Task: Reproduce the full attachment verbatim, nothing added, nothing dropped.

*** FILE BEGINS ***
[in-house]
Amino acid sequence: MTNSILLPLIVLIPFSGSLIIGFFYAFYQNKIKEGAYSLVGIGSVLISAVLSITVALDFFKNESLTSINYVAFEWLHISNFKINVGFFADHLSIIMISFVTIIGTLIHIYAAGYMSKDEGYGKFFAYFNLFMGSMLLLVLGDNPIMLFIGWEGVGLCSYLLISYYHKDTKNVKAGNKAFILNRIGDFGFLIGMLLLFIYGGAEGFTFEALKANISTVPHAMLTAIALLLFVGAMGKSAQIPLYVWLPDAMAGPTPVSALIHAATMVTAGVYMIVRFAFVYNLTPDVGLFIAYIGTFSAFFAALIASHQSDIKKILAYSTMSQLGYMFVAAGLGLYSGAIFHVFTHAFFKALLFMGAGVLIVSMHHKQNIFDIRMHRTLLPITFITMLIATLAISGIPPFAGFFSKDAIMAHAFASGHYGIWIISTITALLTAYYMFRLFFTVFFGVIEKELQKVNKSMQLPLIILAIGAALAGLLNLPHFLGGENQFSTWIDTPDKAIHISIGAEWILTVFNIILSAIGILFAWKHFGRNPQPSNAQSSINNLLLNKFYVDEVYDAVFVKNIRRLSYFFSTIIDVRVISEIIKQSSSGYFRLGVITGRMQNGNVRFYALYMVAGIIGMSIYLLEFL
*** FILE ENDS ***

[in-house]
Amino acid sequence: MTNSILLPLIVLIPFSGSLIIGFFYAFYQNKIKEGAYSLVGIGSVLISAVLSITVALDFFKNESLTSINYVAFEWLHISNFKINVGFFADHLSIIMISFVTIIGTLIHIYAAGYMSKDEGYGKFFAYFNLFMGSMLLLVLGDNPIMLFIGWEGVGLCSYLLISYYHKDTKNVKAGNKAFILNRIGDFGFLIGMLLLFIYGGAEGFTFEALKANISTVPHAMLTAIALLLFVGAMGKSAQIPLYVWLPDAMAGPTPVSALIHAATMVTAGVYMIVRFAFVYNLTPDVGLFIAYIGTFSAFFAALIASHQSDIKKILAYSTMSQLGYMFVAAGLGLYSGAIFHVFTHAFFKALLFMGAGVLIVSMHHKQNIFDIRMHRTLLPITFITMLIATLAISGIPPFAGFFSKDAIMAHAFASGHYGIWIISTITALLTAYYMFRLFFTVFFGVIEKELQKVNKSMQLPLIILAIGAALAGLLNLPHFLGGENQFSTWIDTPDKAIHISIGAEWILTVFNIILSAIGILFAWKHFGRNPQPSNAQSSINNLLLNKFYVDEVYDAVFVKNIRRLSYFFSTIIDVRVISEIIKQSSSGYFRLGVITGRMQNGNVRFYALYMVAGIIGMSIYLLEFL